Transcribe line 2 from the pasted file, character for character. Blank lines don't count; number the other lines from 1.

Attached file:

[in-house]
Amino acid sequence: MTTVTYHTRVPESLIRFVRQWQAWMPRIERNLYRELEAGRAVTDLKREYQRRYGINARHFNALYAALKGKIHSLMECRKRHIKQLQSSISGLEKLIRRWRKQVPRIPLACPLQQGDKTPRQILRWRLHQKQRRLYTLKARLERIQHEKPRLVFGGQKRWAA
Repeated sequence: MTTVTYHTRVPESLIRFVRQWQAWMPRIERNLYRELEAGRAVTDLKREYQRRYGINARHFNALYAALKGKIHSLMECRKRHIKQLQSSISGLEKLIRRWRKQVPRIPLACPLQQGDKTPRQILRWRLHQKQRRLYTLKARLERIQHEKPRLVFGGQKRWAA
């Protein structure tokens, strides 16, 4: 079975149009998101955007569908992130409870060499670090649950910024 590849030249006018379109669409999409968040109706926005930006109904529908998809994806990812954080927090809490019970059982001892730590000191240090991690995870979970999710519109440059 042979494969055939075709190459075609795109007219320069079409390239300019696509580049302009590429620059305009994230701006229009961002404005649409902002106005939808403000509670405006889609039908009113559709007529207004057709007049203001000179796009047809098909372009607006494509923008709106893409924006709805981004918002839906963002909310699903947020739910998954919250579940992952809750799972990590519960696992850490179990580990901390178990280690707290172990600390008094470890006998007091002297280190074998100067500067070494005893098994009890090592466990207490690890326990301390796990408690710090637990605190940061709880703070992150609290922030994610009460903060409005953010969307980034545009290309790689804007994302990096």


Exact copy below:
Amino acid sequence: MTTVTYHTRVPESLIRFVRQWQAWMPRIERNLYRELEAGRAVTDLKREYQRRYGINARHFNALYAALKGKIHSLMECRKRHIKQLQSSISGLEKLIRRWRKQVPRIPLACPLQQGDKTPRQILRWRLHQKQRRLYTLKARLERIQHEKPRLVFGGQKRWAA